Before he fades completely from our collective consciousness, let us toast Chase Daniel, the shrewdest athlete in Philadelphia history. What other player proved so irrelevant after persuading a franchise that he was so indispensable? Who has received more money, more praise, more lip service to his value for having done so little?
The Daniel Era here ended Monday, when the Eagles released him 12 months after signing him to a three-year contract that guaranteed him $12 million (depending on the offset language in the deal) and could have paid him up to $21 million over its duration. It was a wild time. The Eagles already had signed Sam Bradford to a two-year contract. Then they signed Daniel. Then they made two big trades to move up in the draft to get Carson Wentz. It was almost as if they didn't have a clear, well-thought-out plan last offseason for how to address the most important position in football. But, hey, if Wentz turns out to be the superstar that the Eagles believe him - and need him - to be, then they'll benefit from their own confusion. They just may not benefit as much as Daniel, and that's what's so damn marvelous about what he did.
Think about it. It's natural to compare Daniel's tenure to other ballyhooed acquisitions by the Eagles, Phillies, Flyers, and 76ers that didn't pan out, to player investments that in the end offered little or no return. Freddy Garcia started 11 games for the Phils and won once. Danny Tartabull had all of seven at-bats for them. Jeff Ruland had bad knees. Andrew Bynum bowled. Chris Gratton and Vinny Lecavalier vanished. And even if Nnamdi Asomugha wasn't much of a cornerback for the Eagles, he was if nothing else innovative, converting the NovaCare Complex parking lot into a drive-in eatery every day at lunchtime.
But those busts had something in common: All of them had been relatively accomplished pro athletes before they arrived in Philadelphia. They were good players once, which means there was at least some reason to think they would be good players here.
In that regard, Daniel stands alone. He had no such history, which made his ability to extract such a lucrative contract from the Eagles all the more astonishing. He had been the Kansas City Chiefs' backup quarterback for three years. There, he had formed a bond with Doug Pederson, and that bond proved so strong that, when the Eagles made Pederson their head coach and gave him the choice of one expensive toy in the entire store, he picked Daniel. Even with Bradford already in the fold and telling anyone who would listen that he wanted to stay with the Eagles, they signed Daniel under the guise of creating competition for the starting quarterback job.
Given what the Chiefs' quarterback situation had been, this was a particularly curious context to establish. Pederson and Andy Reid had Daniel on their roster for three years. They could have made him a starter anytime they wanted. Instead, they decided to trade for and start another quarterback, and the gap between that quarterback and Daniel was so great that over those three years, Daniel started two games and threw 68 passes.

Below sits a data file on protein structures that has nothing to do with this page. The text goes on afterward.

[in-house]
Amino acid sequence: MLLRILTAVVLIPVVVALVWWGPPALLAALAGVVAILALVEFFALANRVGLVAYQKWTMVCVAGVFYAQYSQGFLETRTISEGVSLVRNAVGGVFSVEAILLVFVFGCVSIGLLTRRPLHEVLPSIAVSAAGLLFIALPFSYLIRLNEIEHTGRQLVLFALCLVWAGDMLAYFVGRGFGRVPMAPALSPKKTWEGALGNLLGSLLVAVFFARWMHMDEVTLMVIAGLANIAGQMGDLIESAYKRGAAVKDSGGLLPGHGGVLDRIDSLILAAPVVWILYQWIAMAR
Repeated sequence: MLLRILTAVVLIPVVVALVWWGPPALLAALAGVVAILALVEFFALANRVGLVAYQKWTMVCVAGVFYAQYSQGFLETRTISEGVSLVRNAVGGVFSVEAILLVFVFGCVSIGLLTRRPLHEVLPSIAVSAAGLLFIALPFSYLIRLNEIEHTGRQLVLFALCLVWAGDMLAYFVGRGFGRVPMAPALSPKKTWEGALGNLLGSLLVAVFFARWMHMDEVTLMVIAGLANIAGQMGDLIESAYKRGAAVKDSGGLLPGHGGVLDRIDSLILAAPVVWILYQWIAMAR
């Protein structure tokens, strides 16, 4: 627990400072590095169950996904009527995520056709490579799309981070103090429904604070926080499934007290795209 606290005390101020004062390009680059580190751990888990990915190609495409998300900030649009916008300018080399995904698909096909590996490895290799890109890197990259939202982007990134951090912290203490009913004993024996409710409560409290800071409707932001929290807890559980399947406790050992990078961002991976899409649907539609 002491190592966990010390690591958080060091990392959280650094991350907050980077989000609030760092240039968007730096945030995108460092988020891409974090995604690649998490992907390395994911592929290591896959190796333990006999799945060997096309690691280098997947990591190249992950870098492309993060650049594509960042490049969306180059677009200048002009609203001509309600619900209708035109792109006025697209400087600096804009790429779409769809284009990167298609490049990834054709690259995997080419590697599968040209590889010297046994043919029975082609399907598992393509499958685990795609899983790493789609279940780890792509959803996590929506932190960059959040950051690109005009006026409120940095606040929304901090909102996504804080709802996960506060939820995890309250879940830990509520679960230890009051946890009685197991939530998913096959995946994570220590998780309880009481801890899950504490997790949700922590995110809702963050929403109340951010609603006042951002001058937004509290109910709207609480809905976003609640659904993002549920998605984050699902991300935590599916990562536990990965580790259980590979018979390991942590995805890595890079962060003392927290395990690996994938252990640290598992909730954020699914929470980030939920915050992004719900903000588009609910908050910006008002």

That quarterback was Alex Smith: an above-average player who has obvious limitations but who, if surrounded by enough talent, can help his team win games. That description pretty much applies to Bradford, too. Yet somehow, Daniel convinced Pederson - and, in turn, Roseman - that he deserved to be the highest-paid backup quarterback in the NFL. Those are some mad rhetorical skills, right there.
After the Eagles drafted Wentz, Daniel's presence appeared even more superfluous, his contract an expenditure that appeared even lavisher. To watch practice during mini-camps, training camp, and the preseason was to see that Daniel was the third-best quarterback on the team, by a lot. His knowledge of Pederson's offense couldn't make up for his lack of size, instincts, and arm strength relative to Bradford's and Wentz's. But once the Eagles traded Bradford to the Minnesota Vikings, well, surely then Daniel's true importance would be revealed. He would be for Wentz what Pederson had been for Donovan McNabb: the placeholder, the model, the mentor. One day in the locker room, someone referred to Daniel as a "guru," and Daniel smiled with satisfaction. "I like the word guru, " he said. "I'm going to start calling myself that."
Except Wentz didn't need a placeholder, let alone a guru. Or, if he did, it didn't have to be Daniel. Wentz played 16 games and threw 607 passes. Daniel played six snaps and threw one pass. And in the Eagles' minds, the value of whatever additional advice or guidance Daniel might lend him either had an expiration date or had depreciated like a used car's.
"Having someone in the room to rely on and to talk to about things is important," Roseman said last week, before the team released Daniel. "It's important for a starting quarterback to have. Does it change from year one to year two? When you talk about Carson, he's the guy now, and having the ability to do that through the mini-camps, through the whole offseason, through training camp, his leadership is going to show, and he's been through it. He's gone to Seattle, he's gone to Dallas, Washington, New York, so he's seen all those things, so he has that. But you still want someone who's been through it, and Chase certainly provides that."
So, apparently, does Nick Foles, and he will come a little cheaper - even with that magical and anomalous 27-touchdown, two-interception season on his resumé. So yes, let us raise our glasses in admiration. Remember: This isn't about whether the Eagles are just making things up as they go along when it comes to their roster and their future. This isn't about whether they know what they're doing. This is about Chase Daniel, who clearly does.